Total Solar Eclipse on 29. March 2006

Report by Heinz Scsibrany
German version
At good weather conditions I observed the total solar eclipse on March, 29th 2006 in Kumköy near Side / Turkey. Although the duration of totality and the weather prospects would haven been better in Libya I decided to go to Turkey, especially because of the "Eclipse tax" which was introduced by the Libyen governement in October 2005.

The place where I observed the eclipse was the hotel Cesar's Resort, which opened because of the eclipse observers one week earlier after winter closing.


 
The picture at right shows the terrace of the hotel where I observed the eclipse together with other eclipse observers.

With a GPS-mouse I found the following coordinates:
36°48'07" North, 31°21'18" East
This position was less than 1,5 km west of the centerline of the eclipse which was neglectable, as the umbra of the moon had a diameter of 168 km. 

Using those coordinates and an improved version of my WinEclipse program  I was able to calculate the instants of 2nd and 3rd contact:
2. Contact: 13:54:59  and 3. Contact: 13:58:46 
(in eastern european daylight saving time = UT + 3 hours) 

(The 2nd contact determines the beginning of totality and 3rd contact its end.)



The remarkable about the following pictures, made with the digital cameras Olympus C2100 and C740 is that they were made completely automatic with no action needed to be taken during totality. That means both cameras were remote controlled by a computer via USB connection. I developed the computer program necessary to do this during the last 3 months using a software developement kit (SDK) provided by Olympus (http://developer.olympus.com). This SDK enables full control over the cameras especially control of aperture, exposure time, zoom length and of course capturing of a picture.
The cameras where mount on a Vixen Superpolaris mount which guided them by a stepper motor. The computer, which controlled the cameras was a 3 1/2 year old Notebook with AMD mobile CPU under Windows XP.

Because exact timing of the exposures depended on the system time of the computer this was set to GPS-time about 4 hours before the eclipse, on the morning of march 29th.
I switched on the computer about 8 minutes before totality, connected the two cameras to USB and finally started the program which controlled the cameras. About 2 minutes before 2nd contact I removed the solar filters from the objectiv lenses.
With some relieve I noted the clicking of the cameras 30 seconds before 2nd contact, which convinced me that the controlling program worked.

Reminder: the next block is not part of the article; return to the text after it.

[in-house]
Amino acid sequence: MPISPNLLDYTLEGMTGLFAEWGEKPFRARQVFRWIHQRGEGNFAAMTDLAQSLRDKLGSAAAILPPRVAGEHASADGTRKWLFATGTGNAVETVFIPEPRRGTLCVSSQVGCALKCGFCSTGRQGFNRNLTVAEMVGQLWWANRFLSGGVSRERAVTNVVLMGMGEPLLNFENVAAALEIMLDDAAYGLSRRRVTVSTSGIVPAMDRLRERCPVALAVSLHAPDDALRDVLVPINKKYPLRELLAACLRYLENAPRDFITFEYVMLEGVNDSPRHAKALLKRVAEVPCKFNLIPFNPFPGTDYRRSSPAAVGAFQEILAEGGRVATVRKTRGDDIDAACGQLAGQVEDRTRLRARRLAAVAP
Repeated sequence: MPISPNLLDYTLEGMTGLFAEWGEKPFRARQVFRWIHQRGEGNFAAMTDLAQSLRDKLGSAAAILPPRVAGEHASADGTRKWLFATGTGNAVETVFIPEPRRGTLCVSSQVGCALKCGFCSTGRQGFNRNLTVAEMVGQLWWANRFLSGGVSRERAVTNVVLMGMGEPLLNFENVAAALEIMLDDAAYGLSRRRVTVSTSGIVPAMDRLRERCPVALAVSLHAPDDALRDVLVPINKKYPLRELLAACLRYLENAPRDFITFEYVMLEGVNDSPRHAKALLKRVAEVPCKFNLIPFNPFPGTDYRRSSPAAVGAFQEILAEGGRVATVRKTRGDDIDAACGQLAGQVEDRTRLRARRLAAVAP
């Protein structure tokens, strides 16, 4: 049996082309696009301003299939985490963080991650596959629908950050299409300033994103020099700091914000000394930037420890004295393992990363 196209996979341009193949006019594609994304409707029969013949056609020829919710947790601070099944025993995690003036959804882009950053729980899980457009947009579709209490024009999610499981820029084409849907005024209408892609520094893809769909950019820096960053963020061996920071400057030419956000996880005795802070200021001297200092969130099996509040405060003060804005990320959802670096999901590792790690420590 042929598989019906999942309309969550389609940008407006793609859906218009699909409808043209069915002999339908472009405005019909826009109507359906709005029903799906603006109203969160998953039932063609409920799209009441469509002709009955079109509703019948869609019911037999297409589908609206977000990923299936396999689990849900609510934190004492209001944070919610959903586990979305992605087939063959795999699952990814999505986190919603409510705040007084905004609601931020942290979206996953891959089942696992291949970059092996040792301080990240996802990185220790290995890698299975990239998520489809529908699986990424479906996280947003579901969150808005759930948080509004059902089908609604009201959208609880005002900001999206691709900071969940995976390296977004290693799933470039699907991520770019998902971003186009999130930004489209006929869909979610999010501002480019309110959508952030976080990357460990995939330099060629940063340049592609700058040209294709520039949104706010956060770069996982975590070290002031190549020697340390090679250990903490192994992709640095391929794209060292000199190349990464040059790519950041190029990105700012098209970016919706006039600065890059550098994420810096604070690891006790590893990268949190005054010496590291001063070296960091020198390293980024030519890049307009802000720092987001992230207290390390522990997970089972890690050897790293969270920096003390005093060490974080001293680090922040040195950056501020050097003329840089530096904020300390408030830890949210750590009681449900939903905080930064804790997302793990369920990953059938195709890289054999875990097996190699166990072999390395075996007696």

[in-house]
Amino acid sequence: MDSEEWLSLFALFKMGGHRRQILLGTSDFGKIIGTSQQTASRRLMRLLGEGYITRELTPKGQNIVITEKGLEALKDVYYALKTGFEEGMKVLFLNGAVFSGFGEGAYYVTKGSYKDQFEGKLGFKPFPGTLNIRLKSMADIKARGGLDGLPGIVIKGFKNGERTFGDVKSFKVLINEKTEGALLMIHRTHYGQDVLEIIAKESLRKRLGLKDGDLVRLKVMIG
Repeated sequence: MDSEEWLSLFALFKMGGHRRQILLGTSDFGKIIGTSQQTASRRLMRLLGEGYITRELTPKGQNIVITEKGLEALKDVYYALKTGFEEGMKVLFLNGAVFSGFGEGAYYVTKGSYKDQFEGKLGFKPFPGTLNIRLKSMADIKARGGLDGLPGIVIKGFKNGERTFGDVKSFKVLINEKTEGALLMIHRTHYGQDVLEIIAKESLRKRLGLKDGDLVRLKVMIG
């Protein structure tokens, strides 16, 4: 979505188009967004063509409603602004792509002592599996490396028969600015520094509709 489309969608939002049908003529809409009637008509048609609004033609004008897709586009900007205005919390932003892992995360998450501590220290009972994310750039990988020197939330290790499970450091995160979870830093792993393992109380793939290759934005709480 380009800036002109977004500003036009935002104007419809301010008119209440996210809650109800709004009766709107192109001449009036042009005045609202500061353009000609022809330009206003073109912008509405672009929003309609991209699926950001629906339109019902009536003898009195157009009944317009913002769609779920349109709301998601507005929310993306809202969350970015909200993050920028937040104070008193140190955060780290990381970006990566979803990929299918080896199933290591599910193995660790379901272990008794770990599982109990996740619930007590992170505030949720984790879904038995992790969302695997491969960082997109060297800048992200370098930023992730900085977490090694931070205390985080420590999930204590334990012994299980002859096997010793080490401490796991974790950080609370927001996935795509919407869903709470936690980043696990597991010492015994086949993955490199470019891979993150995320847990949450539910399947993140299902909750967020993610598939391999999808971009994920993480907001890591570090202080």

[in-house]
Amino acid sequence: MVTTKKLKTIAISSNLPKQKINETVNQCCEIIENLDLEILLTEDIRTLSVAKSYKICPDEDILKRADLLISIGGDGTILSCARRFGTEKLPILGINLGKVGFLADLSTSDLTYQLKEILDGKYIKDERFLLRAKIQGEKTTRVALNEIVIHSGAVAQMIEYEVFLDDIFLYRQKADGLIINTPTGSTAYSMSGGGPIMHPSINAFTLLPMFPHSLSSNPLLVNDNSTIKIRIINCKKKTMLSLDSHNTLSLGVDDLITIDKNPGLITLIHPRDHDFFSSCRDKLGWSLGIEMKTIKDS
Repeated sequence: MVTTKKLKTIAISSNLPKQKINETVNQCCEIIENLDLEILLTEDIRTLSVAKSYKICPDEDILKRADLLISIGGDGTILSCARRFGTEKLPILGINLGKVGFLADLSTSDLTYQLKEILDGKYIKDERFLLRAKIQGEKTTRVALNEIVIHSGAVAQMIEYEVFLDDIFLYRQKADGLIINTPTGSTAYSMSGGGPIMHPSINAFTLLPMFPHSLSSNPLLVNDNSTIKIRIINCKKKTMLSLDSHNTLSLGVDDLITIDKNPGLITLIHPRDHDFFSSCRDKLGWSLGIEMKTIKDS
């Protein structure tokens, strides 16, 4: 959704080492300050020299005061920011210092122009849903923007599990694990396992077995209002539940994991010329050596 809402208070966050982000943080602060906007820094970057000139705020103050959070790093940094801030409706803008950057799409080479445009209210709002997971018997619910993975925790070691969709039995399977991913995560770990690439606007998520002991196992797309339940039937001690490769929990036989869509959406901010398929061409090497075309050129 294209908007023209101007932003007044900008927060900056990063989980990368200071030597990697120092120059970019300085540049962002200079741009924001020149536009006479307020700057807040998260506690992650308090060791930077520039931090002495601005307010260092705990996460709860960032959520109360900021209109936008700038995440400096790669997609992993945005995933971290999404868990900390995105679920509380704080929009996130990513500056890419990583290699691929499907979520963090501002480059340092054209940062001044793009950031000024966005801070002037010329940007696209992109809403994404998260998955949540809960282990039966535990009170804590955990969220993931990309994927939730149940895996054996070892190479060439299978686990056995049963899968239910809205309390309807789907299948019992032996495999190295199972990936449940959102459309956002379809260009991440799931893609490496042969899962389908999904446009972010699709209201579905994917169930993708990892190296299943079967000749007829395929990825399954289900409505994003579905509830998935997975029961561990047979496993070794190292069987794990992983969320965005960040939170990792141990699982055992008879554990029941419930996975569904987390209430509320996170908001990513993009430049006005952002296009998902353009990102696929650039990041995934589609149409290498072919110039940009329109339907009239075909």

Keeping this in mind I observed the eclipse very relaxed and casually made some pictures with a camera with a 500 mm lens on a 200 ASA film.
 

The picture at left was made 6 seconds before 2nd contact.
Digital camera Olympus C2100
Exposure time 1/800 s, aperture 3.5

One can see two red prominences up and right of the last bit of sun.


 
The picture above was made at 13:56:54 local time
Digital camera Olympus C740
Exposure time 1/8 s, aperture 3.7

Because of the low activity of the sun the corona has its maximum extension in the plane of suns equator. 

The picture above was made at 13:56:59 local time (exactly 2 minutes after 2nd contact)
Digital camera Olympus C2100
Exposure time 1/250 s, aperture 3.5

One can easily recognize the magnetic poles of the sun.

After 3 minutes and 47 seconds totality ended with remarkable bailey beads which can be seen in the picture at left.
This was taken at 13:58:47 local time, about 1 second after 3rd contact.

Digital camera Olympus C2100
Exposure time 1/800 s, aperture 8

Left of the first sunlight one can see the red chromosphere and a small prominence.

As one can see, the sun reappeared exactly opposite to the point where it disappeared at 2nd contact (see above). This shows that the observing site was very near the center line of the eclipse.

 

Since a number of digital cameras, especially digital reflex cameras can be remote controlled by a computer (as far as there is support from the camera's manufacturer) every eclipse in future can be photographed automatically. The only additional equipment needed is a notebook computer with USB connection (USB 1.1 is sufficient).


With the reflex camera with the 500 mm, f:8 lens, the picture at right was made.
Exposure time: 1/2 second, 200 ASA film

It shows the remarkable streamers of the corona, which were also a dominant feature when observing the eclipsed sun with the naked eye.

The picture below shows the planet Venus as well as the orange-red coloured horizon during the total phase of the eclipse (from a video which was made with an Olympus C765).

The red colour of the horizon is, because the regions near the border of the umbra (of the moon) are illuminated by the red chromosphere of the sun.


The picture above shows the last rays of sun and prominences at second contact.
500 mm lens, 200 ASA film, 1/1000 second

Above picture shows baileys beads and the chromosphere at third contact.
When you compare this with the picture at left you see that the western fringe of the moon is more mountainous than the eastern one. Because of this, there are more beads visible at third contact. 
500 mm lens, 200 ASA film, 1/1000 second

Additional results follow as soon as available !

See also: Solar eclipses 2006 till 2009, pictures of the total solar eclipse on 21. Juni 2001


Copyright 2006 by Heinz Scsibrany. Pictures and text may be used for non commercial purposes, provided this site is referenced as source.
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